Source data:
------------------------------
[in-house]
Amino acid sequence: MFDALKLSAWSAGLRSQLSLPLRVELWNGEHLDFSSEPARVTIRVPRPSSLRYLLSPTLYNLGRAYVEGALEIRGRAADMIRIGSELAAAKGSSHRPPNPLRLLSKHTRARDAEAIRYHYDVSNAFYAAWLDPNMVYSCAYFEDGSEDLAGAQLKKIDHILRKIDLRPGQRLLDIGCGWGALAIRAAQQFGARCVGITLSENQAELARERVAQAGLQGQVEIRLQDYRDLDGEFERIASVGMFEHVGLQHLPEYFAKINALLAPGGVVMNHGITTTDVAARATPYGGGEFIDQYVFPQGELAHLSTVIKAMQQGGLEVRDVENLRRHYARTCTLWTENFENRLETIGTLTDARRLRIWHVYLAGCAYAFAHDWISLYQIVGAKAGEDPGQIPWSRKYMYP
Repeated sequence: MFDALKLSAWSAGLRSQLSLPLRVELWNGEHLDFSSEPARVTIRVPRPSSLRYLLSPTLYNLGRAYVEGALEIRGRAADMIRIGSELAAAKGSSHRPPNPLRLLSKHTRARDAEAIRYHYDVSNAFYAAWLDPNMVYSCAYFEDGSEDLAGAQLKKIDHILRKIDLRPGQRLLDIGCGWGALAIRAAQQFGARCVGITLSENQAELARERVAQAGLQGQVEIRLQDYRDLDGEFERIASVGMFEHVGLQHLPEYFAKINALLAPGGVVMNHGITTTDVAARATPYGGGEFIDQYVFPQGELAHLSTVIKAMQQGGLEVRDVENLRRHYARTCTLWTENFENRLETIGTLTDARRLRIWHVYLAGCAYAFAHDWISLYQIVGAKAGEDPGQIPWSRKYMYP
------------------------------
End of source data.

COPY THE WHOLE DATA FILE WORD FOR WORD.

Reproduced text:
[in-house]
Amino acid sequence: MFDALKLSAWSAGLRSQLSLPLRVELWNGEHLDFSSEPARVTIRVPRPSSLRYLLSPTLYNLGRAYVEGALEIRGRAADMIRIGSELAAAKGSSHRPPNPLRLLSKHTRARDAEAIRYHYDVSNAFYAAWLDPNMVYSCAYFEDGSEDLAGAQLKKIDHILRKIDLRPGQRLLDIGCGWGALAIRAAQQFGARCVGITLSENQAELARERVAQAGLQGQVEIRLQDYRDLDGEFERIASVGMFEHVGLQHLPEYFAKINALLAPGGVVMNHGITTTDVAARATPYGGGEFIDQYVFPQGELAHLSTVIKAMQQGGLEVRDVENLRRHYARTCTLWTENFENRLETIGTLTDARRLRIWHVYLAGCAYAFAHDWISLYQIVGAKAGEDPGQIPWSRKYMYP
Repeated sequence: MFDALKLSAWSAGLRSQLSLPLRVELWNGEHLDFSSEPARVTIRVPRPSSLRYLLSPTLYNLGRAYVEGALEIRGRAADMIRIGSELAAAKGSSHRPPNPLRLLSKHTRARDAEAIRYHYDVSNAFYAAWLDPNMVYSCAYFEDGSEDLAGAQLKKIDHILRKIDLRPGQRLLDIGCGWGALAIRAAQQFGARCVGITLSENQAELARERVAQAGLQGQVEIRLQDYRDLDGEFERIASVGMFEHVGLQHLPEYFAKINALLAPGGVVMNHGITTTDVAARATPYGGGEFIDQYVFPQGELAHLSTVIKAMQQGGLEVRDVENLRRHYARTCTLWTENFENRLETIGTLTDARRLRIWHVYLAGCAYAFAHDWISLYQIVGAKAGEDPGQIPWSRKYMYP